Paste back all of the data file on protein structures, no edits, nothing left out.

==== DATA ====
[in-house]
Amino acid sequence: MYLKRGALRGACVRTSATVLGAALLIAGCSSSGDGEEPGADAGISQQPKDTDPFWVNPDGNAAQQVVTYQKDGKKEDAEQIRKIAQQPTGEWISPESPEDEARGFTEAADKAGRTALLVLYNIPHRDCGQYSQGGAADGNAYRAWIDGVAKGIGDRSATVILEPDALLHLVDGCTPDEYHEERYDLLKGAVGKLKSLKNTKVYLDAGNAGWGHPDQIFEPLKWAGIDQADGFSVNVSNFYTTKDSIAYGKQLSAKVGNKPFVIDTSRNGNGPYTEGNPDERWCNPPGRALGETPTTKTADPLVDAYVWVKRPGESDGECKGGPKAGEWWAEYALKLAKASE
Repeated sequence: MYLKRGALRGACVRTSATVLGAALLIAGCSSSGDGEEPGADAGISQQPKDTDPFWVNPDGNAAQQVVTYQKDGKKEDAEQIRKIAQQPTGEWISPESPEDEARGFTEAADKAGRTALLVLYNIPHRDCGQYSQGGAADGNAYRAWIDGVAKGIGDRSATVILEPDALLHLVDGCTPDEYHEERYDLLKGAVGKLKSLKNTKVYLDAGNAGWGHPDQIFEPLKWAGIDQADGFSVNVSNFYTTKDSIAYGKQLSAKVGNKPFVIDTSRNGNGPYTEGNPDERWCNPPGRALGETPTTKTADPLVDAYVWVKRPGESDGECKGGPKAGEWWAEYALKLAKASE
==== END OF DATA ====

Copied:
[in-house]
Amino acid sequence: MYLKRGALRGACVRTSATVLGAALLIAGCSSSGDGEEPGADAGISQQPKDTDPFWVNPDGNAAQQVVTYQKDGKKEDAEQIRKIAQQPTGEWISPESPEDEARGFTEAADKAGRTALLVLYNIPHRDCGQYSQGGAADGNAYRAWIDGVAKGIGDRSATVILEPDALLHLVDGCTPDEYHEERYDLLKGAVGKLKSLKNTKVYLDAGNAGWGHPDQIFEPLKWAGIDQADGFSVNVSNFYTTKDSIAYGKQLSAKVGNKPFVIDTSRNGNGPYTEGNPDERWCNPPGRALGETPTTKTADPLVDAYVWVKRPGESDGECKGGPKAGEWWAEYALKLAKASE
Repeated sequence: MYLKRGALRGACVRTSATVLGAALLIAGCSSSGDGEEPGADAGISQQPKDTDPFWVNPDGNAAQQVVTYQKDGKKEDAEQIRKIAQQPTGEWISPESPEDEARGFTEAADKAGRTALLVLYNIPHRDCGQYSQGGAADGNAYRAWIDGVAKGIGDRSATVILEPDALLHLVDGCTPDEYHEERYDLLKGAVGKLKSLKNTKVYLDAGNAGWGHPDQIFEPLKWAGIDQADGFSVNVSNFYTTKDSIAYGKQLSAKVGNKPFVIDTSRNGNGPYTEGNPDERWCNPPGRALGETPTTKTADPLVDAYVWVKRPGESDGECKGGPKAGEWWAEYALKLAKASE